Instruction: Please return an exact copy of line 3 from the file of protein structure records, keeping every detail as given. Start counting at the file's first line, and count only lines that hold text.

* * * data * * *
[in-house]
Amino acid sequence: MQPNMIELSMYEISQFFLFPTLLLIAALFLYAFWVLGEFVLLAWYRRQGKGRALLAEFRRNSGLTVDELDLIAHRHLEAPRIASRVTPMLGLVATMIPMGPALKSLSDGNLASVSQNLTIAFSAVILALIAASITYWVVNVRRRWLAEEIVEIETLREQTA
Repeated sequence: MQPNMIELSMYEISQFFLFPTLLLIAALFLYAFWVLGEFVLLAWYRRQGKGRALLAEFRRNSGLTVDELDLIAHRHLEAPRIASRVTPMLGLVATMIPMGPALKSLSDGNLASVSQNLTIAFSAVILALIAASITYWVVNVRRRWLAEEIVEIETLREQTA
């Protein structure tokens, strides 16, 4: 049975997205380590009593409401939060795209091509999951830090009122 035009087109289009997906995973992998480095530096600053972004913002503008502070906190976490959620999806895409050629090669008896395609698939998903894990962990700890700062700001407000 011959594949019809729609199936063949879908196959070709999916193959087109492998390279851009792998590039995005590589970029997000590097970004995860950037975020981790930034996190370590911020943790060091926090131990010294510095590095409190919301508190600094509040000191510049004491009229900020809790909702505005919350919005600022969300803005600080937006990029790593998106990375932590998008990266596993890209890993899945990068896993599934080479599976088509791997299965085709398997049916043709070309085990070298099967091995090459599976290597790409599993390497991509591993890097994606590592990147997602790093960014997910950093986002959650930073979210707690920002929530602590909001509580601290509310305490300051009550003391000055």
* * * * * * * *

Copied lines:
Repeated sequence: MQPNMIELSMYEISQFFLFPTLLLIAALFLYAFWVLGEFVLLAWYRRQGKGRALLAEFRRNSGLTVDELDLIAHRHLEAPRIASRVTPMLGLVATMIPMGPALKSLSDGNLASVSQNLTIAFSAVILALIAASITYWVVNVRRRWLAEEIVEIETLREQTA